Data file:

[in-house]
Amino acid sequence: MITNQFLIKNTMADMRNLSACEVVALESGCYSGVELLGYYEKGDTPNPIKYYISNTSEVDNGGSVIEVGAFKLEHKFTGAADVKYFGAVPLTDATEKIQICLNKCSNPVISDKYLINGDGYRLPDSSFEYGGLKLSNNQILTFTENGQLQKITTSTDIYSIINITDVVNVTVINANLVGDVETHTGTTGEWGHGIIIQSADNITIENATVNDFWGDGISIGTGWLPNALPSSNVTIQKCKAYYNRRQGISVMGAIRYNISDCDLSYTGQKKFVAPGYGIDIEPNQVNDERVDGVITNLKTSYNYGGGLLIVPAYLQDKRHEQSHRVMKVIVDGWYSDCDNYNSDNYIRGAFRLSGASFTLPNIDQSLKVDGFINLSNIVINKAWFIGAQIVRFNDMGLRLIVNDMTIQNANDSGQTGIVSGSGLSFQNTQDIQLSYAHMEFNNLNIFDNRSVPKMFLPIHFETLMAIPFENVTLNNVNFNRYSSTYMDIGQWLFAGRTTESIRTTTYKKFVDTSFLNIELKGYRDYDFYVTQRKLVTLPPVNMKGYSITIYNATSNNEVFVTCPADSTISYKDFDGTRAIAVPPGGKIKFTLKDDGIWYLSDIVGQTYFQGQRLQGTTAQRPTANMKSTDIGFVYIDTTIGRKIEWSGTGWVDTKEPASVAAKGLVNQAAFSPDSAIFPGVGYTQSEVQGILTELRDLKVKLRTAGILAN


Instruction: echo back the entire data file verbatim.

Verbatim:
[in-house]
Amino acid sequence: MITNQFLIKNTMADMRNLSACEVVALESGCYSGVELLGYYEKGDTPNPIKYYISNTSEVDNGGSVIEVGAFKLEHKFTGAADVKYFGAVPLTDATEKIQICLNKCSNPVISDKYLINGDGYRLPDSSFEYGGLKLSNNQILTFTENGQLQKITTSTDIYSIINITDVVNVTVINANLVGDVETHTGTTGEWGHGIIIQSADNITIENATVNDFWGDGISIGTGWLPNALPSSNVTIQKCKAYYNRRQGISVMGAIRYNISDCDLSYTGQKKFVAPGYGIDIEPNQVNDERVDGVITNLKTSYNYGGGLLIVPAYLQDKRHEQSHRVMKVIVDGWYSDCDNYNSDNYIRGAFRLSGASFTLPNIDQSLKVDGFINLSNIVINKAWFIGAQIVRFNDMGLRLIVNDMTIQNANDSGQTGIVSGSGLSFQNTQDIQLSYAHMEFNNLNIFDNRSVPKMFLPIHFETLMAIPFENVTLNNVNFNRYSSTYMDIGQWLFAGRTTESIRTTTYKKFVDTSFLNIELKGYRDYDFYVTQRKLVTLPPVNMKGYSITIYNATSNNEVFVTCPADSTISYKDFDGTRAIAVPPGGKIKFTLKDDGIWYLSDIVGQTYFQGQRLQGTTAQRPTANMKSTDIGFVYIDTTIGRKIEWSGTGWVDTKEPASVAAKGLVNQAAFSPDSAIFPGVGYTQSEVQGILTELRDLKVKLRTAGILAN